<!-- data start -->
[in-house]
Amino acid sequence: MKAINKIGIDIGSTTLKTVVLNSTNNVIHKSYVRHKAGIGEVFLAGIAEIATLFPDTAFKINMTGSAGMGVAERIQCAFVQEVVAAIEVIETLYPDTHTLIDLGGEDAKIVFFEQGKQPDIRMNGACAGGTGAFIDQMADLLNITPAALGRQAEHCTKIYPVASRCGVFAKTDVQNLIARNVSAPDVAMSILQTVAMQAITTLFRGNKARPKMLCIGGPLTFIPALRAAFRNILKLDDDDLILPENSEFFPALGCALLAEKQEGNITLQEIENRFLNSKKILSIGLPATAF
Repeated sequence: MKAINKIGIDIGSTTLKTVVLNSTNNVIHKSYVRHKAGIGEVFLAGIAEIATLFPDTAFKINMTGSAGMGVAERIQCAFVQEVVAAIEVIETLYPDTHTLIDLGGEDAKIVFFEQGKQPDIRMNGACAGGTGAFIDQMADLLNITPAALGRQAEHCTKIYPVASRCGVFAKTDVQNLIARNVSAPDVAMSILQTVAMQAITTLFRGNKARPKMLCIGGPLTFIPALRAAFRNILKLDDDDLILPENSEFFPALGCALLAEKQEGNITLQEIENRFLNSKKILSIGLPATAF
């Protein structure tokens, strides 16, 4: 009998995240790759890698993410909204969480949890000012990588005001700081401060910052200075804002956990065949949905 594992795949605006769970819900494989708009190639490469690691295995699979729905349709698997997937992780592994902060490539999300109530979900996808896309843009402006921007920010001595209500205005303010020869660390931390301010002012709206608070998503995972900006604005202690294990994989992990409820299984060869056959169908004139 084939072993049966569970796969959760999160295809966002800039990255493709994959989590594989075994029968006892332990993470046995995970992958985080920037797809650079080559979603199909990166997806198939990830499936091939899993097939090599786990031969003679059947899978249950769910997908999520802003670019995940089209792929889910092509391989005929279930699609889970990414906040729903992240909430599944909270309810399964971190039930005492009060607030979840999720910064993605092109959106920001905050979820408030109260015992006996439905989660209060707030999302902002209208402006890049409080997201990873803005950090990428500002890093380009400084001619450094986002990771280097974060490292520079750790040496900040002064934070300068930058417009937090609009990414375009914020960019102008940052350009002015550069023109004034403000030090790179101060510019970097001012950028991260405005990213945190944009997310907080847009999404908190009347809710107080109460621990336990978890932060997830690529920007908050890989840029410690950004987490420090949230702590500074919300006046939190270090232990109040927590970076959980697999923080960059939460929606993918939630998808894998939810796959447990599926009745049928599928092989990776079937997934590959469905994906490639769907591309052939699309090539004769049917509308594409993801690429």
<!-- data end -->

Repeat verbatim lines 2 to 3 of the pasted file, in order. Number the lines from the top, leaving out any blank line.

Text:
Amino acid sequence: MKAINKIGIDIGSTTLKTVVLNSTNNVIHKSYVRHKAGIGEVFLAGIAEIATLFPDTAFKINMTGSAGMGVAERIQCAFVQEVVAAIEVIETLYPDTHTLIDLGGEDAKIVFFEQGKQPDIRMNGACAGGTGAFIDQMADLLNITPAALGRQAEHCTKIYPVASRCGVFAKTDVQNLIARNVSAPDVAMSILQTVAMQAITTLFRGNKARPKMLCIGGPLTFIPALRAAFRNILKLDDDDLILPENSEFFPALGCALLAEKQEGNITLQEIENRFLNSKKILSIGLPATAF
Repeated sequence: MKAINKIGIDIGSTTLKTVVLNSTNNVIHKSYVRHKAGIGEVFLAGIAEIATLFPDTAFKINMTGSAGMGVAERIQCAFVQEVVAAIEVIETLYPDTHTLIDLGGEDAKIVFFEQGKQPDIRMNGACAGGTGAFIDQMADLLNITPAALGRQAEHCTKIYPVASRCGVFAKTDVQNLIARNVSAPDVAMSILQTVAMQAITTLFRGNKARPKMLCIGGPLTFIPALRAAFRNILKLDDDDLILPENSEFFPALGCALLAEKQEGNITLQEIENRFLNSKKILSIGLPATAF